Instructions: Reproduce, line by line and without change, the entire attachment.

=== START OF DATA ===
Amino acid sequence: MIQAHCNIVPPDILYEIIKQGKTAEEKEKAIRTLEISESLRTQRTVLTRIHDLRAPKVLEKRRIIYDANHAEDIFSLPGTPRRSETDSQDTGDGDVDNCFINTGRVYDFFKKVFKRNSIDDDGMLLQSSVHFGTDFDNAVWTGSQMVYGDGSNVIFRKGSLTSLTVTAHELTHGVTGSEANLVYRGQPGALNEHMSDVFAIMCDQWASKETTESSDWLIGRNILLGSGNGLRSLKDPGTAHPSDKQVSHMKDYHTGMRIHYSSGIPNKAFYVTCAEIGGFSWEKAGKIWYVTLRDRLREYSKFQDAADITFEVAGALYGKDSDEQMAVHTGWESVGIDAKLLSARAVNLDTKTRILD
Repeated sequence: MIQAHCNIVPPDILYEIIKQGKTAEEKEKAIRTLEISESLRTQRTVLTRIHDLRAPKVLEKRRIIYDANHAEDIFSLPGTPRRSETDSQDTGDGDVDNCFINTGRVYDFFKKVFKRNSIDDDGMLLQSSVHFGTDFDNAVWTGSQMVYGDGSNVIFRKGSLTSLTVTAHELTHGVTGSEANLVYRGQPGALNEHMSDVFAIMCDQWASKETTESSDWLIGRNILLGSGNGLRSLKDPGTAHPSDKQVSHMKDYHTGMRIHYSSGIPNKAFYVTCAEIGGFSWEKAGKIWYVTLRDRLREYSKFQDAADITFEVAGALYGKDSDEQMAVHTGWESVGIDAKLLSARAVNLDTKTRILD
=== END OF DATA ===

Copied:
Amino acid sequence: MIQAHCNIVPPDILYEIIKQGKTAEEKEKAIRTLEISESLRTQRTVLTRIHDLRAPKVLEKRRIIYDANHAEDIFSLPGTPRRSETDSQDTGDGDVDNCFINTGRVYDFFKKVFKRNSIDDDGMLLQSSVHFGTDFDNAVWTGSQMVYGDGSNVIFRKGSLTSLTVTAHELTHGVTGSEANLVYRGQPGALNEHMSDVFAIMCDQWASKETTESSDWLIGRNILLGSGNGLRSLKDPGTAHPSDKQVSHMKDYHTGMRIHYSSGIPNKAFYVTCAEIGGFSWEKAGKIWYVTLRDRLREYSKFQDAADITFEVAGALYGKDSDEQMAVHTGWESVGIDAKLLSARAVNLDTKTRILD
Repeated sequence: MIQAHCNIVPPDILYEIIKQGKTAEEKEKAIRTLEISESLRTQRTVLTRIHDLRAPKVLEKRRIIYDANHAEDIFSLPGTPRRSETDSQDTGDGDVDNCFINTGRVYDFFKKVFKRNSIDDDGMLLQSSVHFGTDFDNAVWTGSQMVYGDGSNVIFRKGSLTSLTVTAHELTHGVTGSEANLVYRGQPGALNEHMSDVFAIMCDQWASKETTESSDWLIGRNILLGSGNGLRSLKDPGTAHPSDKQVSHMKDYHTGMRIHYSSGIPNKAFYVTCAEIGGFSWEKAGKIWYVTLRDRLREYSKFQDAADITFEVAGALYGKDSDEQMAVHTGWESVGIDAKLLSARAVNLDTKTRILD